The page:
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Cancer Lett. 2009 Jan 8;273(1):127-39. doi: 10.1016/j.canlet.2008.07.029. Epub 2008 Sep 7.

The involvement of the fractalkine receptor in the transmigration of neuroblastoma cells through bone-marrow endothelial cells.

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Department of Cell Research and Immunology, The George S. Wise Faculty of Life Sciences, Tel-Aviv University, Ramat-Aviv, Tel-Aviv 69978, Israel.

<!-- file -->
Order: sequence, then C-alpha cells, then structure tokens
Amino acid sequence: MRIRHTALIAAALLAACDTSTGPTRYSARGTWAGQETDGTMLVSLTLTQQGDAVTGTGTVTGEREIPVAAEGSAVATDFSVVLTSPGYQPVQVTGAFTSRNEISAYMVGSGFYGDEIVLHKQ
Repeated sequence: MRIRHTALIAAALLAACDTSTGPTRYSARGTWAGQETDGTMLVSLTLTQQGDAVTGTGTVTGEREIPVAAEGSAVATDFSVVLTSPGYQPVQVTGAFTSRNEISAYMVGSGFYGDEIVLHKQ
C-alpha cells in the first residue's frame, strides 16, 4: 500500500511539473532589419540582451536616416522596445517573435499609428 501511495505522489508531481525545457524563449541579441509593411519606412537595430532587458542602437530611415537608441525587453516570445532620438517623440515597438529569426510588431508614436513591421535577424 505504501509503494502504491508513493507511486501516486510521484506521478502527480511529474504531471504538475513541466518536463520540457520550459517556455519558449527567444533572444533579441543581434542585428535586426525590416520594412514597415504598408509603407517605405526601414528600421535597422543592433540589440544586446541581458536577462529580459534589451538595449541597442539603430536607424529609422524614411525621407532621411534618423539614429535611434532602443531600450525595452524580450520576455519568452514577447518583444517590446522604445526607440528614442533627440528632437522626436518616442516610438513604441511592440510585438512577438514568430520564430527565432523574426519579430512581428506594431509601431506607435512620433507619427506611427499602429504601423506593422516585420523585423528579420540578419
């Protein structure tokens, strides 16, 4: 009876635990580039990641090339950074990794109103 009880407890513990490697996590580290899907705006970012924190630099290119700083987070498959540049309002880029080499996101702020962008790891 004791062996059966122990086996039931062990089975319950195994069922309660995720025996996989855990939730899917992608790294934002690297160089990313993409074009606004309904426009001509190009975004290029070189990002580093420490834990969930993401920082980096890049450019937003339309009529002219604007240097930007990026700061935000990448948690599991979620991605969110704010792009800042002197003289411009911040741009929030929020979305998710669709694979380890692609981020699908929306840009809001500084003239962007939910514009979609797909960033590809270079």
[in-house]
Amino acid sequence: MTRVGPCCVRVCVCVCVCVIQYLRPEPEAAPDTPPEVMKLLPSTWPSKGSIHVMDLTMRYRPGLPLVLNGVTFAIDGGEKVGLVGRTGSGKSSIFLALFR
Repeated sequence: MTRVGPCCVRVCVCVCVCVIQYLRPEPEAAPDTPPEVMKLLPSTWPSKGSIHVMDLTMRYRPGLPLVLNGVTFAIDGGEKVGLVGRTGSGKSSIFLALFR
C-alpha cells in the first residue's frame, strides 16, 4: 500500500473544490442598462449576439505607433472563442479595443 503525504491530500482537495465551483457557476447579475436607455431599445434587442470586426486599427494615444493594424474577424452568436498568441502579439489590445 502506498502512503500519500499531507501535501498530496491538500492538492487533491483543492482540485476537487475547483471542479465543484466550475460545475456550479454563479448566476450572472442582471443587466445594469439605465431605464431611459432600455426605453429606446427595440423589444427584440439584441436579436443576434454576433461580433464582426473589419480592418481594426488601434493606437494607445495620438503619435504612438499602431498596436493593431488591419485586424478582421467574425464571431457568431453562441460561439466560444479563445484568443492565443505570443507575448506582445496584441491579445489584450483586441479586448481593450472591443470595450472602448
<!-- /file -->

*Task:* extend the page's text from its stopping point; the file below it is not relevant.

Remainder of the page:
Transendothelial migration (TEM) of tumor cells is a crucial step in metastasis formation. The prevailing paradigm is that the mechanism underlying TEM of tumor cells is similar to that of leukocytes involving adhesion molecules and chemokines. Fractalkine (CX3CL1) is a unique membrane-bound chemokine that functions also as an adhesion molecule. CX3CL1 can be cleaved to a soluble fragment, capable of attracting fractalkine receptor (CX3CR1)-expressing cells. In the present study, we asked if CX3CR1 is involved in the TEM of neuroblastoma cells. We demonstrated that biologically functional CX3CR1 is expressed by several neuroblastoma cell lines. Most importantly, CX3CR1-expressing neuroblastoma cells were stimulated by CX3CL1 to transmigrate through human bone-marrow endothelial cells. A dose dependent phosphorylation of ERK1/2 and AKT was induced in CX3CR1-expressing neuroblastoma cells by soluble CX3CL1. In addition to CX3CR1, neuroblastoma cells also express the CX3CL1 ligand. Membrane CX3CL1 expression was downregulated and the shedding of soluble CX3CL1 was upregulated by PKC activation. Taken together, the results of this study indicate that CX3CR1 plays a functional role in transmigration of neuroblastoma cells through bone-marrow endothelium. These results led us to hypothesize that the CX3CR1-CX3CL1 axis takes part in bone-marrow metastasis of neuroblastoma.

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